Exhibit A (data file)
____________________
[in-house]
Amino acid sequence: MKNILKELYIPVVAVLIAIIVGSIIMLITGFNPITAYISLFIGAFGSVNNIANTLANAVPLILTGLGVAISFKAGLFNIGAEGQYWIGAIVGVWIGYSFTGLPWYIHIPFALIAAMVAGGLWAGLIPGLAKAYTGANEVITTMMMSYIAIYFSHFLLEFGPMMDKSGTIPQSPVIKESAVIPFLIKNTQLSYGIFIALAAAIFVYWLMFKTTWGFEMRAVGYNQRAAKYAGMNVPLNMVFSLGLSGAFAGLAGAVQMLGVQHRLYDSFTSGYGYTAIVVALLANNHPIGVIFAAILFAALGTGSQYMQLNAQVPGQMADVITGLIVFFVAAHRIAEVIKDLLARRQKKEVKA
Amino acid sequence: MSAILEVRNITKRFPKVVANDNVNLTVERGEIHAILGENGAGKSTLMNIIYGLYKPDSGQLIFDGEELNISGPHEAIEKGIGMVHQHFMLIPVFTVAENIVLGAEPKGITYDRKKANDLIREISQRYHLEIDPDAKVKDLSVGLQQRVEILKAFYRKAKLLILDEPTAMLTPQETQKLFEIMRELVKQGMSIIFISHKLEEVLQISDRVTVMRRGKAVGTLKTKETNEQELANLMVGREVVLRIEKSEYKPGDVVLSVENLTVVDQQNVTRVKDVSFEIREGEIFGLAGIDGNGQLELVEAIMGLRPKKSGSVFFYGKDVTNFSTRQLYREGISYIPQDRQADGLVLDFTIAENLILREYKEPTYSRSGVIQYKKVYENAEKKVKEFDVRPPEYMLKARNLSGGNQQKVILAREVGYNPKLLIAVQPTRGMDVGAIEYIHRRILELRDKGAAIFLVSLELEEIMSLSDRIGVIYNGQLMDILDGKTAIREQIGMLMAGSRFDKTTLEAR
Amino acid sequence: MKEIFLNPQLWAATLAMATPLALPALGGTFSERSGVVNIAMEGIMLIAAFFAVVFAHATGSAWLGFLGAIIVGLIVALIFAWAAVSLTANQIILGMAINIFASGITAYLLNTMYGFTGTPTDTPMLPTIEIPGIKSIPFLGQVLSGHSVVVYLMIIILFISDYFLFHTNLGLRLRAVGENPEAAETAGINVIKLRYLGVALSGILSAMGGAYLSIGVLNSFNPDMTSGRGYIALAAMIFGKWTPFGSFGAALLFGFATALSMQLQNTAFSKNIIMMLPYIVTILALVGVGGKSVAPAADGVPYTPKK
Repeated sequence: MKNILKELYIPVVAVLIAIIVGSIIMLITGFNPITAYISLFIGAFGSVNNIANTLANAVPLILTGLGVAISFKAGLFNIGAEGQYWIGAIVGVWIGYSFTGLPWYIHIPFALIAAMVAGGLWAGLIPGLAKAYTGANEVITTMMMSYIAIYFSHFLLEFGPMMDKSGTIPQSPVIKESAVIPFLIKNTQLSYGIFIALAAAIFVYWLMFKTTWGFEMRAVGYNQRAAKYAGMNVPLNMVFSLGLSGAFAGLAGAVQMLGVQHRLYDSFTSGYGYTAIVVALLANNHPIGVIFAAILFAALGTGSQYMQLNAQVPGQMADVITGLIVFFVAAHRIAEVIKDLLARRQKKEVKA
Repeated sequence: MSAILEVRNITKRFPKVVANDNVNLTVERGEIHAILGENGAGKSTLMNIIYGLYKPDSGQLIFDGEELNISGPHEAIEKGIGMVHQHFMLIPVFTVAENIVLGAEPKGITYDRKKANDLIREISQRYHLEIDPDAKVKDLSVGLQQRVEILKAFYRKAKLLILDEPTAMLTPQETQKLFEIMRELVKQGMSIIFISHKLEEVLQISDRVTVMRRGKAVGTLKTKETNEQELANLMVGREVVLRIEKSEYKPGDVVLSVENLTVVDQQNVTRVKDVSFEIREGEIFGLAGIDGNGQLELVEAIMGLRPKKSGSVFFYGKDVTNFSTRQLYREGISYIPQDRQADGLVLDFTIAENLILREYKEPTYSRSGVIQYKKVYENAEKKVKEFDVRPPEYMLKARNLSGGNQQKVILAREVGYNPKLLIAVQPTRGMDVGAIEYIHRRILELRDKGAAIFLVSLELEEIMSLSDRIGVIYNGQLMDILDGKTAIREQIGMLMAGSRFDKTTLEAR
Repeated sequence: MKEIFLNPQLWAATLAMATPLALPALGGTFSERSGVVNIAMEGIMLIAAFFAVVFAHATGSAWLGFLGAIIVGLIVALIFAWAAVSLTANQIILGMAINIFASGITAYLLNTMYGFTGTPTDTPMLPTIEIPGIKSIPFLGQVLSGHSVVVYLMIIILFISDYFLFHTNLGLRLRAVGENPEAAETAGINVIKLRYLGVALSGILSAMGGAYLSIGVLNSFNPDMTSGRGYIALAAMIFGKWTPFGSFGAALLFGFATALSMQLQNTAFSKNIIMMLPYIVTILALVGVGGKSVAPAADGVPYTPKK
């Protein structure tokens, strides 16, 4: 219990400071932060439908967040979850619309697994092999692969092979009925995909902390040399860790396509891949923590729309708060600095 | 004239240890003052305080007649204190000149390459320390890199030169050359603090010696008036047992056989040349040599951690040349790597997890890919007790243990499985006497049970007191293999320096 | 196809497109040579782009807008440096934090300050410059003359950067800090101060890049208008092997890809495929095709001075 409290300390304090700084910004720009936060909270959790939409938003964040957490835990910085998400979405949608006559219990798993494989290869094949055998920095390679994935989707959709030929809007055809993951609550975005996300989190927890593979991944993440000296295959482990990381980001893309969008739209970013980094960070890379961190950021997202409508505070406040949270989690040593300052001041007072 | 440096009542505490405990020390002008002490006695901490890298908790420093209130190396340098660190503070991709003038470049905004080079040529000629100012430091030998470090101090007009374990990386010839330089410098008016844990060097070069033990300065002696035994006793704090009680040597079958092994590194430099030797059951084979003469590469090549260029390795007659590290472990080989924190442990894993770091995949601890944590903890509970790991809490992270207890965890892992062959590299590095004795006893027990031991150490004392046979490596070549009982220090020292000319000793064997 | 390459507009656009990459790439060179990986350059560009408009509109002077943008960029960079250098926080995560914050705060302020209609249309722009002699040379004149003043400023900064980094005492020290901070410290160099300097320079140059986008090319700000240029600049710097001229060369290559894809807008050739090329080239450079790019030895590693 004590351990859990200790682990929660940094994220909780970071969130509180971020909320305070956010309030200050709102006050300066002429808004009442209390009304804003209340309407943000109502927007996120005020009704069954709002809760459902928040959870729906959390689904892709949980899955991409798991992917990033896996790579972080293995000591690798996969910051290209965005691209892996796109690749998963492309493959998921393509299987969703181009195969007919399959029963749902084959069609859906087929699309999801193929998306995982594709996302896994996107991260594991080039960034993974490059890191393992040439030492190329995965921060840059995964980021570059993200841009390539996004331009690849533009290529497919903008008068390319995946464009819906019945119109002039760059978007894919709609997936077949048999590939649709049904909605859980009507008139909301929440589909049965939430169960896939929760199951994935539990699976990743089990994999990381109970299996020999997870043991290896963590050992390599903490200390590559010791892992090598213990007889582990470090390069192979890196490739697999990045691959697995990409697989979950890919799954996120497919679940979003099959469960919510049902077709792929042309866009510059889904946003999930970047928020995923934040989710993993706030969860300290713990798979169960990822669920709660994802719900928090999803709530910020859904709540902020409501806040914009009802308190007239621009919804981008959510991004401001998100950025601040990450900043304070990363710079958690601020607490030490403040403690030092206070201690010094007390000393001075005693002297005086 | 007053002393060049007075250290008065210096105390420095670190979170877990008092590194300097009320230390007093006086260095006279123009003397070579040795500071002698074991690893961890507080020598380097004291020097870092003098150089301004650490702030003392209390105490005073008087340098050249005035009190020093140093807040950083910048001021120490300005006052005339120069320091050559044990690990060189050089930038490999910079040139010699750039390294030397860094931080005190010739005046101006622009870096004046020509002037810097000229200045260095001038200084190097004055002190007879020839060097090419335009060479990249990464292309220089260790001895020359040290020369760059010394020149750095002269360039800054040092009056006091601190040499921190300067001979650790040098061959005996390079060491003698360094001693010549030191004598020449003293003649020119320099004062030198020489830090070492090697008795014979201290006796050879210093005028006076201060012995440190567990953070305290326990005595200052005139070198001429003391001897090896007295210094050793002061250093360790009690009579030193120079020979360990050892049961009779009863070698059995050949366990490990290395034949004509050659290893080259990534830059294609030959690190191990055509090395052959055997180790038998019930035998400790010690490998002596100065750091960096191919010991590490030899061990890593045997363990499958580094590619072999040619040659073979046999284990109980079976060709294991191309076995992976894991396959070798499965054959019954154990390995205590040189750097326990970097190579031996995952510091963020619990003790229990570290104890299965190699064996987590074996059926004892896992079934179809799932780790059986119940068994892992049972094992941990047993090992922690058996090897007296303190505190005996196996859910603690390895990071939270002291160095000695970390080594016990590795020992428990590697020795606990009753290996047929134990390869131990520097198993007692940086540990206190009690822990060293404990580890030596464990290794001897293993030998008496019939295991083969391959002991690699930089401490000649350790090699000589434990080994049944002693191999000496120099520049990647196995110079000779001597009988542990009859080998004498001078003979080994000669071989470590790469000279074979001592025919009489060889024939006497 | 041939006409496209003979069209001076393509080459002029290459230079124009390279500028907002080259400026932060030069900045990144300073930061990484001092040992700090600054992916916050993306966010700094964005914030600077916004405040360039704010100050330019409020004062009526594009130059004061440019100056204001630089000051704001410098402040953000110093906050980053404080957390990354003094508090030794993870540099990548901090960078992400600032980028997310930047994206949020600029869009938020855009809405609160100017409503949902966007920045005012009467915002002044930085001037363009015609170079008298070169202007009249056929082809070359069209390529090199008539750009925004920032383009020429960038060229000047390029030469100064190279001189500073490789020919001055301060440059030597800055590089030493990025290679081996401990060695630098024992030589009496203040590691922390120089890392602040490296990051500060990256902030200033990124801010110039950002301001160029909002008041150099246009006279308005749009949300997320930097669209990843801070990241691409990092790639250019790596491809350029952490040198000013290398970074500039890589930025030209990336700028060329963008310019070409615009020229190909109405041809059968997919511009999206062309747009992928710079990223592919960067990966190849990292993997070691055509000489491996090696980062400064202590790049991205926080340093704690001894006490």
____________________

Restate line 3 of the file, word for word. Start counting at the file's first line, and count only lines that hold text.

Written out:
Amino acid sequence: MSAILEVRNITKRFPKVVANDNVNLTVERGEIHAILGENGAGKSTLMNIIYGLYKPDSGQLIFDGEELNISGPHEAIEKGIGMVHQHFMLIPVFTVAENIVLGAEPKGITYDRKKANDLIREISQRYHLEIDPDAKVKDLSVGLQQRVEILKAFYRKAKLLILDEPTAMLTPQETQKLFEIMRELVKQGMSIIFISHKLEEVLQISDRVTVMRRGKAVGTLKTKETNEQELANLMVGREVVLRIEKSEYKPGDVVLSVENLTVVDQQNVTRVKDVSFEIREGEIFGLAGIDGNGQLELVEAIMGLRPKKSGSVFFYGKDVTNFSTRQLYREGISYIPQDRQADGLVLDFTIAENLILREYKEPTYSRSGVIQYKKVYENAEKKVKEFDVRPPEYMLKARNLSGGNQQKVILAREVGYNPKLLIAVQPTRGMDVGAIEYIHRRILELRDKGAAIFLVSLELEEIMSLSDRIGVIYNGQLMDILDGKTAIREQIGMLMAGSRFDKTTLEAR